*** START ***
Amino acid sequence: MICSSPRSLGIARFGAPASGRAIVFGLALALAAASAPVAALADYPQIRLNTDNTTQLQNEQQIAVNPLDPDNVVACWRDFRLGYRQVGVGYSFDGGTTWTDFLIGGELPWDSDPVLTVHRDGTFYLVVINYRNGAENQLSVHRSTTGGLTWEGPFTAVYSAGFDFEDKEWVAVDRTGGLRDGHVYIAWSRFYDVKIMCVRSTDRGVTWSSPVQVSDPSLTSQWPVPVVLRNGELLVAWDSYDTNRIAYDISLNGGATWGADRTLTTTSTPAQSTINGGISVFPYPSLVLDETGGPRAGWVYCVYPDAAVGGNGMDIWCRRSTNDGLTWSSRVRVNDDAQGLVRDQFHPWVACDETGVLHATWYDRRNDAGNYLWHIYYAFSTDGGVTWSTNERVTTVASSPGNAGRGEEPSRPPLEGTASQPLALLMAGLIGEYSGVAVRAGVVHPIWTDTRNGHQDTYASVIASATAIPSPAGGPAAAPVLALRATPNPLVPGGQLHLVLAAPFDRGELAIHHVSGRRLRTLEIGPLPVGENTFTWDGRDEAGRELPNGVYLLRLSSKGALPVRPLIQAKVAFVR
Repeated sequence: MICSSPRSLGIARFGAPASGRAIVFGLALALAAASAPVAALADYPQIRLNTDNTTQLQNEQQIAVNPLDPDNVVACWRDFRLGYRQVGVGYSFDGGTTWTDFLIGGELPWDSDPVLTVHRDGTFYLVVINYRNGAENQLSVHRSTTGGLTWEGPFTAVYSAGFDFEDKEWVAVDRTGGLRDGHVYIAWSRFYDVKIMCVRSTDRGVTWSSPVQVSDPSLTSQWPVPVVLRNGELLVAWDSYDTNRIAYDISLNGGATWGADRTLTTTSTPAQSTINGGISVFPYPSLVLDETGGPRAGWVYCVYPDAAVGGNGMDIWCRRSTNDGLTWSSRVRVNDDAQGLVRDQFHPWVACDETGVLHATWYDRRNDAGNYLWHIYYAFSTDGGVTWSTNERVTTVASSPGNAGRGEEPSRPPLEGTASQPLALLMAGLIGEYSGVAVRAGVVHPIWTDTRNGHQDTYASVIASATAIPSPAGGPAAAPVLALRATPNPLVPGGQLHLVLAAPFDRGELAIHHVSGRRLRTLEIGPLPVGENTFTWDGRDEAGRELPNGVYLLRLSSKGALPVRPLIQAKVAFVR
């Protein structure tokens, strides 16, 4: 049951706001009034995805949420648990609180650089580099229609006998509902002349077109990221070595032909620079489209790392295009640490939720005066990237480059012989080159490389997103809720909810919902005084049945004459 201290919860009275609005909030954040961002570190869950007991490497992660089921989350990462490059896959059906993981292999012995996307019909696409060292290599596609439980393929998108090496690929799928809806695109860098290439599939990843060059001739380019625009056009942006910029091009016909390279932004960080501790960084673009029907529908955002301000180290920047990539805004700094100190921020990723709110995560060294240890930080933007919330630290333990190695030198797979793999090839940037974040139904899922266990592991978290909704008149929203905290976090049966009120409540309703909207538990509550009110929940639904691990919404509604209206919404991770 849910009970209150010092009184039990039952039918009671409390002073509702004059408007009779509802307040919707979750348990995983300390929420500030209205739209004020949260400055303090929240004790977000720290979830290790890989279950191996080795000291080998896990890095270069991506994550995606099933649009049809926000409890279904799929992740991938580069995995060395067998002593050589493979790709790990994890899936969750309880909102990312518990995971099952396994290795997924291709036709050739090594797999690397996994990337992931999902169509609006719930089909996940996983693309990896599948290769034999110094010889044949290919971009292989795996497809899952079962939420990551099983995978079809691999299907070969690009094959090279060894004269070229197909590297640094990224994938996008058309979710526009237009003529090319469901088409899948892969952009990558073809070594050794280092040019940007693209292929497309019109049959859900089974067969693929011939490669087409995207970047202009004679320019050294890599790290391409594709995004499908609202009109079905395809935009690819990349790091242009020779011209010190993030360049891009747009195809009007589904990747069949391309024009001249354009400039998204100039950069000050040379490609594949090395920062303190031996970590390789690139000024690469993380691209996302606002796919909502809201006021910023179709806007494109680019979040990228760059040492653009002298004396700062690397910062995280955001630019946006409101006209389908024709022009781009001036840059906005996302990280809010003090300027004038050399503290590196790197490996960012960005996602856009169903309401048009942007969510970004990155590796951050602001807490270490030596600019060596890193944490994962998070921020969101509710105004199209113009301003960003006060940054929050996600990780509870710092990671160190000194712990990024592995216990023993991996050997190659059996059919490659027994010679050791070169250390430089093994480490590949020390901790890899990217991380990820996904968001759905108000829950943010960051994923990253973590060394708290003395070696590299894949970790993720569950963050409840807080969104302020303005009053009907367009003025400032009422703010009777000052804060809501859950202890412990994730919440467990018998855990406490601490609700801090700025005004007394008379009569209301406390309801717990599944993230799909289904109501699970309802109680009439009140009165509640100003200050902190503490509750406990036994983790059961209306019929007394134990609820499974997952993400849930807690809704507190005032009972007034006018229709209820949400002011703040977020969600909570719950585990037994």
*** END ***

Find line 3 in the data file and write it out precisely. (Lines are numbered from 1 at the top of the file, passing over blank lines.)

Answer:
């Protein structure tokens, strides 16, 4: 049951706001009034995805949420648990609180650089580099229609006998509902002349077109990221070595032909620079489209790392295009640490939720005066990237480059012989080159490389997103809720909810919902005084049945004459 201290919860009275609005909030954040961002570190869950007991490497992660089921989350990462490059896959059906993981292999012995996307019909696409060292290599596609439980393929998108090496690929799928809806695109860098290439599939990843060059001739380019625009056009942006910029091009016909390279932004960080501790960084673009029907529908955002301000180290920047990539805004700094100190921020990723709110995560060294240890930080933007919330630290333990190695030198797979793999090839940037974040139904899922266990592991978290909704008149929203905290976090049966009120409540309703909207538990509550009110929940639904691990919404509604209206919404991770 849910009970209150010092009184039990039952039918009671409390002073509702004059408007009779509802307040919707979750348990995983300390929420500030209205739209004020949260400055303090929240004790977000720290979830290790890989279950191996080795000291080998896990890095270069991506994550995606099933649009049809926000409890279904799929992740991938580069995995060395067998002593050589493979790709790990994890899936969750309880909102990312518990995971099952396994290795997924291709036709050739090594797999690397996994990337992931999902169509609006719930089909996940996983693309990896599948290769034999110094010889044949290919971009292989795996497809899952079962939420990551099983995978079809691999299907070969690009094959090279060894004269070229197909590297640094990224994938996008058309979710526009237009003529090319469901088409899948892969952009990558073809070594050794280092040019940007693209292929497309019109049959859900089974067969693929011939490669087409995207970047202009004679320019050294890599790290391409594709995004499908609202009109079905395809935009690819990349790091242009020779011209010190993030360049891009747009195809009007589904990747069949391309024009001249354009400039998204100039950069000050040379490609594949090395920062303190031996970590390789690139000024690469993380691209996302606002796919909502809201006021910023179709806007494109680019979040990228760059040492653009002298004396700062690397910062995280955001630019946006409101006209389908024709022009781009001036840059906005996302990280809010003090300027004038050399503290590196790197490996960012960005996602856009169903309401048009942007969510970004990155590796951050602001807490270490030596600019060596890193944490994962998070921020969101509710105004199209113009301003960003006060940054929050996600990780509870710092990671160190000194712990990024592995216990023993991996050997190659059996059919490659027994010679050791070169250390430089093994480490590949020390901790890899990217991380990820996904968001759905108000829950943010960051994923990253973590060394708290003395070696590299894949970790993720569950963050409840807080969104302020303005009053009907367009003025400032009422703010009777000052804060809501859950202890412990994730919440467990018998855990406490601490609700801090700025005004007394008379009569209301406390309801717990599944993230799909289904109501699970309802109680009439009140009165509640100003200050902190503490509750406990036994983790059961209306019929007394134990609820499974997952993400849930807690809704507190005032009972007034006018229709209820949400002011703040977020969600909570719950585990037994």